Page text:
Someone must have screwed up something in the freshclam plist as part of the update for Leopard (2009-05). I was getting this error constantly in my system.log which was not only annoying as hell, but also kept clam from downloading new virus definitions. Anyways, here is how you fix it.
Posted on 21:56, November 10th, 2009 by Many Ayromlou
I’ve been using Synergy for about 3 years now and never really thought about writing about it. Tonight I came across Synergy+ which is a maintenance fork of the original Synergy. So I thought about writing a small note about it since it’s now maintained again.
Synergy+ (synergy-plus) lets you easily share a single mouse and keyboard between multiple computers with different operating systems, without special hardware. All you need is a LAN connection. It’s intended for users with multiple computers, where each system uses its own display. It’s a little like having a 2nd or a 3rd desktop. It’s not a KVM or VNC tool, but it does achieve similar results (but with added convenience). No need to press any buttons when you want to change desktops, and your keyboard input goes to the same screen that your mouse cursor is on.
So head over to Synergy+’s home over at Google Code and grab your copy. Synergy+ is free open source software.
Posted on 14:27, June 27th, 2009 by Many Ayromlou
I’ve had this problem ever since Safari 4.0 came out a little while ago. The symptoms are simple, when you close a Safari window it crashes. I reported it the first couple of times to Apple using crash reporter, then I started to look around for a solution, but to no avail. I gave up for a while and used firefox again. Today I got fed up with this and started to debug the issue from command line and finally found the problem.
A little while back I had purchased a QNAP NAS device, which I absolutely love. At the time I was impressed by the fact that it supported both XP and OSX. There is a piece of software you install on your machine called QGET which allows you to pass all sorts of downloading commands to the NAS (so it can download things in the background). This program has a Safari plugin that turned out to be the culprit. The QGET program is actually fine and by itself doesn’t cause any issues. All you need to do is delete QGET plugin folder from /Library/InputManagers and restart your machine…….No more crashes…..yeaaaaa :-)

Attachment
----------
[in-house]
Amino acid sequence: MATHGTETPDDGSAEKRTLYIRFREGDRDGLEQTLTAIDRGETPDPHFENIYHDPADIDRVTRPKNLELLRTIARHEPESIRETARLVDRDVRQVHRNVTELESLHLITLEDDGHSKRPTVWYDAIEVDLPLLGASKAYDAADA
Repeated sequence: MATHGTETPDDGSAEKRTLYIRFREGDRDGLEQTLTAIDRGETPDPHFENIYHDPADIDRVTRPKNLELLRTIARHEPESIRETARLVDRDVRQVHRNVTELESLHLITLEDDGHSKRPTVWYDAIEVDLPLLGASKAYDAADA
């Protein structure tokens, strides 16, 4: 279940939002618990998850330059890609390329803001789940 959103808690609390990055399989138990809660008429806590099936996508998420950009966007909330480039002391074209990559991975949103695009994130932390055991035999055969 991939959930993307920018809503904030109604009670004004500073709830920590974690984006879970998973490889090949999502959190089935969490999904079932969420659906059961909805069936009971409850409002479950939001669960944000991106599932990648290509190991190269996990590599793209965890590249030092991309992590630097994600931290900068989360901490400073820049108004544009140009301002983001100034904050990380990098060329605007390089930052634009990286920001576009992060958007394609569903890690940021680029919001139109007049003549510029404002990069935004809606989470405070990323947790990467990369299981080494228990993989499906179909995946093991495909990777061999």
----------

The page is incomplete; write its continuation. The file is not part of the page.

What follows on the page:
Posted on 12:39, June 11th, 2009 by Many Ayromlou
This problem has been around (I think) ever since the introduction of POSIX permissions. In pre-10.5 versions you could sorta do something like this by changing the default umask on the system, but that was system wide and applied to all folders/files a user created on the entire filesystem…..not nice. The real question is how do you create a directory that is totally public without mucking around with system/user wide settings. A folder that anyone on the system in question can read/write/modify/delete anything anyone else has put in there. A true shared directory with share permission inheritence. We call it “pub” directory at my place of work.
The old trick in OSX (in case someone is interested) was to write a small script that you ran via cron every 5-10 minutes that would “chmod” all the entries in a folder to be open to a specific POSIX group….something like the script below:
Well those were the old days and now with the help of ACL’s we can do this a lot nicer/cleaner. The procedure below is for OSX 10.5+ (it should also work on 10.4, although I haven’t tried it).
You now have a true public folder where all members of the group public can read, write and delete files, as well as read, write to and create new sub folders. The ACL rule takes precedence over standard UNIX file permissions and is automatically inherited. It’s this automatic inheritance that is really important.
IMPORTANT: You must copy (hold down Option in Finder prior to dragging), and not merely move, items. This is particularly important with bundles, such as the Aperture library bundle for example. Moving items doesn’t inherit/change the permissions/ACL’s. Copying ensures that the files are actually created in the shared folder, thereby forcing the ACL rules to be inherited. If you have moved files into this directory and the permissions are a bit messed up you can quickly fix that by issuing the following recursive command which will set the ACL’s and POSIX permissions to the “right” ones so that everyone can do anything in that directory:
Posted on 11:34, June 11th, 2009 by Many Ayromlou
I ran into this problem a little while back and thought I should document it. It’s kinda similar to the “How to get Admin rights in OSX Leopard using single user mode…” document from earlier this year. Here is the procedure:
Nice and squeaky clean…..